A classic gamification technique that has existed for long in the cybersecurity ecosystem is Capture The Flag (CTF). Demonstrating hacking and reverse engineering skills, the participants must find the flag and win the content. Experts opine that the CTF is both fun and educational, but it has one major limitation – only a highly skilled professional can play the game and have a winning chance.

According to research by Komodo Consulting, most people who register for CTF score no points. When companies decide to design their cybersecurity training games, they should be thoughtful about the game format. Training games need to be more elaborate with basic, intermediate, and advanced levels. Simulations, puzzles, and adventure games are some of the most common creative styles.

Exploring The Gamified Framework

Using positive reinforcement to reward good behaviour, Digital Guardian created a game, DG Data Defender, to help companies increase employee engagement in data security.

Experts urge companies to develop a continuous gamification program and not a one-time workshop. Keeping track of employee progression through milestones, rewards at certain levels, and a leaderboard can keep them motivated while imbibing better knowledge.

For instance, Inno-Versity’s upgraded Cyber Security Awareness Training (CSAT) consists of three to five levels within each of its six modules. The eLearning program was built around a fictional hacker who had to be defeated through smaller games and puzzles at each level. In the finale (the last module), the participants need to face the hacker and defeat him by applying the techniques and strategies used in the previous levels. Inno-Versity’s gamification system also includes follow ups. Participants receive monthly learning opportunities through their Learning Management System that consists of 80 per cent refresher material and 20 per cent new material.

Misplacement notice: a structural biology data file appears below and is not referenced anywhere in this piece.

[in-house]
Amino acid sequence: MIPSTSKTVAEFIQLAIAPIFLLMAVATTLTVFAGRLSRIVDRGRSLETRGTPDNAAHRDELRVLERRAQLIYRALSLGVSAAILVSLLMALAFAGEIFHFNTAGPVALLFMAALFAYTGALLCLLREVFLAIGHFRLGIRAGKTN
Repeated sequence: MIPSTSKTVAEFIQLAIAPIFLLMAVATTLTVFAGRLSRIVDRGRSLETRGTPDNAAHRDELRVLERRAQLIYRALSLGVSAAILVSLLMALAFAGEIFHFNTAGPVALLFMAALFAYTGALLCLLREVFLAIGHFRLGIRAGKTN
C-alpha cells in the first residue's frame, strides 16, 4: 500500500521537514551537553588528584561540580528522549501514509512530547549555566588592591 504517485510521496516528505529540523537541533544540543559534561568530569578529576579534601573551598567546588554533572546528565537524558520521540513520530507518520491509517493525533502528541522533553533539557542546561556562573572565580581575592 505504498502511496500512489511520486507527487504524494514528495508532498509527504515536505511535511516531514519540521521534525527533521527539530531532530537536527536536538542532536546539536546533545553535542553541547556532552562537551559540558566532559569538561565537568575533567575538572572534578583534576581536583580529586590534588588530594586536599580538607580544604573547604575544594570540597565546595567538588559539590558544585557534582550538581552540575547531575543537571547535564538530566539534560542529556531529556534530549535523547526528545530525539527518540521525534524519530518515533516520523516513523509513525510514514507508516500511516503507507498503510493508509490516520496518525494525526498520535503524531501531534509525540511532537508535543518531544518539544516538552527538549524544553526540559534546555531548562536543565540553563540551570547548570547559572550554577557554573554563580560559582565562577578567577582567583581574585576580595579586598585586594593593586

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Microlearning and Gamification Works

Gamification and microlearning is actually a winning combination. With a better chance at offsetting employee forgetting curves, and increasing learning, gamified microlearning can address a participant’s short attention span. Every module, every level should have a learning objective. It is important to focus on performance-based learning and include real-life scenarios by using characters, content and settings that employees can relate to.

For instance, with over 80,000 licensed users, a microlearning program called Drip 7 allows organisations to gamify their cybersecurity awareness training to increase retention. Additionally, Coreaxis is an award-winning platform that offers companies gamification training solutions.

Beyond Flags, Puzzles and Simulations

Some of the basic cybersecurity gamification essentials include visual aids and reward points. Experts also recommend Artificial Intelligence (AI) and Machine Learning (ML) to bolster company training to handle AI-driven cyber threats. Circadence Corp. infuses AI and ML into their gamification to constantly update game environments based on new hacker knowledge and surfacing problems.

Going after threat actors is not the solution but preventing core vulnerabilities is. Taking an inspiring initiative, the Cytaka platform recently announced that it was going to offer a million dollars every month to participants of its gamified cybersecurity-focused coding education who make it to the live competition. The first competition was recently held in Dubai.

Primary effects of cybercrime are financial, reputation, and legal issues. Cybersecurity Ventures predicted that global cybercrime costs are expected to rise beyond $10 trillion by 2025. If gamification in marketing strategies can increase a brand’s revenue and reputation, gamification of cybersecurity training will certainly help organisations stay away from the hacker radar.